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My 72 Hours in Golden Prague

Published December 20, 2019 by Zuzana Barakova

In the first of a series of reflective pieces, Woolf Institute & University of Cambridge MSt alumna Zuzana Barakova discusses the profound affect the Velvet Revolution in Czechoslovakia had on her.

This year marked the 30th anniversary since the Velvet Revolution in Czechoslovakia. Even though I have lived abroad for the past 18 years, I decided out of curiosity and mostly utter homesickness to travel back home this November to see where things are at – politically, socially and spiritually. This doesn't mean, of course, that I would consider myself to be a great (read: self-appointed) authority or judge of the last three decades, especially since I have been absent for the last two but in the age of fake news, it seems to be an imperative to be present and witness key historical moments first hand whenever possible. The Velvet Revolution and its aftermath is a personal matter to me. Without it, my life would have been so very different. I would have grown up in a totalitarian regime without real education, freedom of worship, freedom of expression, freedom to travel and freedom in general. I can't fully picture it to be honest.

To say that the vibe in Prague was ecstatic, electric and joyous is an understatement. On the 17 November, the streets of the city centre were packed with free lectures, talks, documentaries, concerts and exhibitions. Hundreds of candles were being lit everywhere. We remembered the victims of the Communist regime who did not live to see the cataclysmic change in 1989. I thought namely about Rudolf Slánský, Milada Horáková and Jan Palach. I thought about the 137 casualties of the Soviet invasion in 1968 and all those émigrés routinely shot at the borders whose numbers are already now impossible to track. I felt sad but hopeful for the future. Another 'never forget' tattooed on my soul.

*Poster of Václav Havel in Wenceslas Square that says: 'Havel Forever'

To the dismay of the current ruling class, there was one name and one name only that resonated emphatically throughout the marching crowds: 'Václav Havel'. I was six years old and in the first grade of elementary school when I noticed that Gustáv Husák's photo on our classroom's wall had swiftly been swapped for that of Havel. It was the same year our teacher told us to stop calling her 'Comrade teacher'. I didn't think much of it then, I was too busy developing my first childhood crush, plus I was getting over my disappointment of not being accepted to a local folk dancing group. Something to do with a lack of basic motoric skills and my appearance as a tom-boy, I was told.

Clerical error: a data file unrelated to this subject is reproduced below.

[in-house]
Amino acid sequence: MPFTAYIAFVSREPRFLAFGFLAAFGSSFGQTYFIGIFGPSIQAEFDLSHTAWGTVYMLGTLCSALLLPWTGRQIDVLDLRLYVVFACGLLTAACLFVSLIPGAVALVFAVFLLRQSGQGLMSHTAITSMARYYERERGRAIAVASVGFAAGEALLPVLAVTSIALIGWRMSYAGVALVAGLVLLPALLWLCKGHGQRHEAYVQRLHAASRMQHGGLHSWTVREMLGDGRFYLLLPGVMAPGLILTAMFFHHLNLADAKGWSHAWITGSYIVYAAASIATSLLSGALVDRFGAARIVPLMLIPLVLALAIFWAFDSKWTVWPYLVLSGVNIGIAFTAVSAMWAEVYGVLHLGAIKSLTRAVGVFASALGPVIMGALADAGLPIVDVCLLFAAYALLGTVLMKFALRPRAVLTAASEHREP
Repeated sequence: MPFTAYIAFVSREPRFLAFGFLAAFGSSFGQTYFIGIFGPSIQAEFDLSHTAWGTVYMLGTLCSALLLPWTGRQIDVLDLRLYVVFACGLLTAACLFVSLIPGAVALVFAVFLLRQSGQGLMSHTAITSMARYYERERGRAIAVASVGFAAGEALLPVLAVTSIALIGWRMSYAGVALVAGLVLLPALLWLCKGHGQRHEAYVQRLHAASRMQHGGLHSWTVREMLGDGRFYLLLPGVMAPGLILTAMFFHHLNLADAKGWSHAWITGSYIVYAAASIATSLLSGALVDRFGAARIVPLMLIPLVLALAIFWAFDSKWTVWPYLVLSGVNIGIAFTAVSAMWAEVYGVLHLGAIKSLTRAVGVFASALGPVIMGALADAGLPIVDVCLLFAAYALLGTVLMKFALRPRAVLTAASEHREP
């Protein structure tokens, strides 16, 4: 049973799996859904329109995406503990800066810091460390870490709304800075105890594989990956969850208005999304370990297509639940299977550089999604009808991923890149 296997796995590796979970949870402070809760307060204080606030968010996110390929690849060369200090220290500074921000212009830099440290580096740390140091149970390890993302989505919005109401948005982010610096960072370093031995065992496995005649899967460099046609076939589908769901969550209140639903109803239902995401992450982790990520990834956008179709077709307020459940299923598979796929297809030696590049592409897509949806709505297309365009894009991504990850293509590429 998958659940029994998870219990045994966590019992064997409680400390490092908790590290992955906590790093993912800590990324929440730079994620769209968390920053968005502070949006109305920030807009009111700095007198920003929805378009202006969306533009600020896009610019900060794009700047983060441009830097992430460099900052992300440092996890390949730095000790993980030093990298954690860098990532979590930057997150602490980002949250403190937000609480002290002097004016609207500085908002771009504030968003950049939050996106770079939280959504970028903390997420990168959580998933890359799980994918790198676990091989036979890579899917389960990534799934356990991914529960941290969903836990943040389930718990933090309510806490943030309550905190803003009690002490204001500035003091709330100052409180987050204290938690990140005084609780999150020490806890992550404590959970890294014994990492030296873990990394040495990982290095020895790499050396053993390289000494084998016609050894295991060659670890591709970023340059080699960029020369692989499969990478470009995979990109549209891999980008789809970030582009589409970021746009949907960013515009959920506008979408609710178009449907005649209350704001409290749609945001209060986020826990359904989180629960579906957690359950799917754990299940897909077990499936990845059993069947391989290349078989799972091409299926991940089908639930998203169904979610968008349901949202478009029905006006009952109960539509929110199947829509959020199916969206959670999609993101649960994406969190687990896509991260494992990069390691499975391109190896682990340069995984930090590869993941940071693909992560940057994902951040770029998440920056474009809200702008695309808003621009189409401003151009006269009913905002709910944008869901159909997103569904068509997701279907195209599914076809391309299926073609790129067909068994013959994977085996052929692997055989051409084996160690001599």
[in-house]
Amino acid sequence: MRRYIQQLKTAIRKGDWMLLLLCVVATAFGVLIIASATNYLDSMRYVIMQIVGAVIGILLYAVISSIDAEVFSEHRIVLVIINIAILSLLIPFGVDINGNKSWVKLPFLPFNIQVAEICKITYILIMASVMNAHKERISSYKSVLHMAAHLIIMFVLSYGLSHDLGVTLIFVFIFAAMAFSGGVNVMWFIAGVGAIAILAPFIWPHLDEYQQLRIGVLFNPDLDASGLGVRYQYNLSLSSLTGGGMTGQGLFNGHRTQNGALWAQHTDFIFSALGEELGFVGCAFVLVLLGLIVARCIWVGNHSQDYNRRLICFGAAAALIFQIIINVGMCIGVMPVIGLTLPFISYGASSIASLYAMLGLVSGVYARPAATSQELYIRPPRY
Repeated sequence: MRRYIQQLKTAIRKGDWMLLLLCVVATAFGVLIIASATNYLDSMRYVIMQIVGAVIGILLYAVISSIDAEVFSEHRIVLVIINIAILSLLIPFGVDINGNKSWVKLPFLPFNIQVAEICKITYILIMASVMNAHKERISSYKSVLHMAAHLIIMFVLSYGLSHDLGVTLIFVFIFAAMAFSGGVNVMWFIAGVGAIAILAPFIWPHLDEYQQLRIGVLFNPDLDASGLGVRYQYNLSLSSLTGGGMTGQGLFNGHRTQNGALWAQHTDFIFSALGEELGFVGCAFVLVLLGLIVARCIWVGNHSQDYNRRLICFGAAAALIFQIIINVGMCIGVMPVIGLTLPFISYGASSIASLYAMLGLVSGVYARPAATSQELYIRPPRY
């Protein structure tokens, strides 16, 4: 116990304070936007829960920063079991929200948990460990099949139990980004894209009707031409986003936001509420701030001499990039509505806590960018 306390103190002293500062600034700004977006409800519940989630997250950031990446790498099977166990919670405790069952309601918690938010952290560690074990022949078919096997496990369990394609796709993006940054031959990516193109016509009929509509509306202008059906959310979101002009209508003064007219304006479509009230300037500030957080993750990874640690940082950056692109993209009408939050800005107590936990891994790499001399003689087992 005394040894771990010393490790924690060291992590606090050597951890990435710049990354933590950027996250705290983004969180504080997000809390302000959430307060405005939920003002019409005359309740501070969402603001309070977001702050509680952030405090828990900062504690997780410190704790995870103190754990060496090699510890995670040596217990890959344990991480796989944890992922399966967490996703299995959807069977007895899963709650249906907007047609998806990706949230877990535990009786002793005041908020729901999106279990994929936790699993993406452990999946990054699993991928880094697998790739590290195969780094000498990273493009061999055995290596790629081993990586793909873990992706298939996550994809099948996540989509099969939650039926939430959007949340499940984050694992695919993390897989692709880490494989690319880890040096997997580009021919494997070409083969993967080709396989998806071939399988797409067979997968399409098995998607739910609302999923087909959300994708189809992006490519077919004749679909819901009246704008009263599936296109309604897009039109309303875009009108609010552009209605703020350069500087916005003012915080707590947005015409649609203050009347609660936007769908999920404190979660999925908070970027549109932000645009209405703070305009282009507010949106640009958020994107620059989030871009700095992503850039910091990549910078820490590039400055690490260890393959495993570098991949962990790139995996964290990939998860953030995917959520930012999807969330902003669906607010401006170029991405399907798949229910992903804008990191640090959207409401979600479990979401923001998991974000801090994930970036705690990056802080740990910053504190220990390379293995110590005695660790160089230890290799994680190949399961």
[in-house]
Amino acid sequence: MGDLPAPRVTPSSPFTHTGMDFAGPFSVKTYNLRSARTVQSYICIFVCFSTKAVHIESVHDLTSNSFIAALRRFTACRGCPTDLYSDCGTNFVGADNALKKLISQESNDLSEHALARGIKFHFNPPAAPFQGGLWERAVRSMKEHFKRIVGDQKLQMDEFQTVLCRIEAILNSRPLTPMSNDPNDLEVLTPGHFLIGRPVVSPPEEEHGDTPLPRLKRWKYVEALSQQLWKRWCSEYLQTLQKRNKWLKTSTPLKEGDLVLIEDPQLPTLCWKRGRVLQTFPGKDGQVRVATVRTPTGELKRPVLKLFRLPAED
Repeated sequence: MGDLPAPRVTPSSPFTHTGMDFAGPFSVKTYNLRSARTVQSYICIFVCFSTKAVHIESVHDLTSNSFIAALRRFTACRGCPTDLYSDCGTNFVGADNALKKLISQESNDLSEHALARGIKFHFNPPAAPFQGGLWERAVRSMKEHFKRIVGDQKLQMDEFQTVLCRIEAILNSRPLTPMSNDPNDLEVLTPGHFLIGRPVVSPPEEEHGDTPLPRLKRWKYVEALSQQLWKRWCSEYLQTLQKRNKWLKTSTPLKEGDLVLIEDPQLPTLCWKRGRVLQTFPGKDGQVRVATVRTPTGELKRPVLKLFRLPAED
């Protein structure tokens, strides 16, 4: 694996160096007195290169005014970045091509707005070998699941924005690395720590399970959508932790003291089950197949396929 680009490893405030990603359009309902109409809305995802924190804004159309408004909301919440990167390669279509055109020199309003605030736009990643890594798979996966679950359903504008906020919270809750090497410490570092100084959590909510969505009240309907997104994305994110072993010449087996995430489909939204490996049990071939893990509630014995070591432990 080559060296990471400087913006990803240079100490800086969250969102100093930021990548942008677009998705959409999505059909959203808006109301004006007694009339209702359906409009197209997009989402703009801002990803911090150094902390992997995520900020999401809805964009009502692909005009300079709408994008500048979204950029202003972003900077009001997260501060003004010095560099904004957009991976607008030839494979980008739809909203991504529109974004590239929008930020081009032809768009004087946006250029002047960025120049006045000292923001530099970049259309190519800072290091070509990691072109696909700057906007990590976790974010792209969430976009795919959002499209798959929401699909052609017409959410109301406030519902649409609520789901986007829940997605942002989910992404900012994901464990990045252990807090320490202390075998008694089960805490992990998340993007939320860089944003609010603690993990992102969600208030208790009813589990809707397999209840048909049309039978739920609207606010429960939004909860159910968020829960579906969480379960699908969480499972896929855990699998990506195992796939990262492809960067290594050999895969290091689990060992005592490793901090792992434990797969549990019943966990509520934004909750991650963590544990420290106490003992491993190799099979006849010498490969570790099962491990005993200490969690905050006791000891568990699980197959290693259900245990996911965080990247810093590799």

Today I understand better the role Havel played in 1989 and the formative decade of the chaotic 90s that followed. Democracy, unlike the revolution, was not born overnight. As one prominent Czech theologian, Pavel Hošek, observed: "It is one thing to leave Egypt but to manage the 'Egypt' within to leave us is a whole other ballgame". It's a real tragedy when you have been enslaved for so long that when freedom finally comes to you, you do not know what to do with it. I believe that Havel tried to lead by example. He did not fall prey to the temptation of power that must have tried to ensnare him. What was his secret? I do not know but I have a feeling that it had something to do with him not taking himself too seriously. Not your typical leader, you might think. A playwright of the absurd, who stuttered frequently (a similarity that he perhaps shared with Moses?) and wore trousers that were way too short – something that later became somewhat of a national joke. Those were small things that he did not sweat. He instead focused on continuing in the T. G. Masaryk's school of thought: 'truth prevails' or 'Veritas vincit' that Masaryk borrowed from Jan Hus, a reformation hero burned at the stake in 1415. As the New Yorker puts it: "His [Havel's] honesty was so extreme, so theatrically self-imposing, that his aides came to dread it". His political etiquette was simple enough: When he was wrong, he admitted it – a rare trait that became his strength rather than a weakness.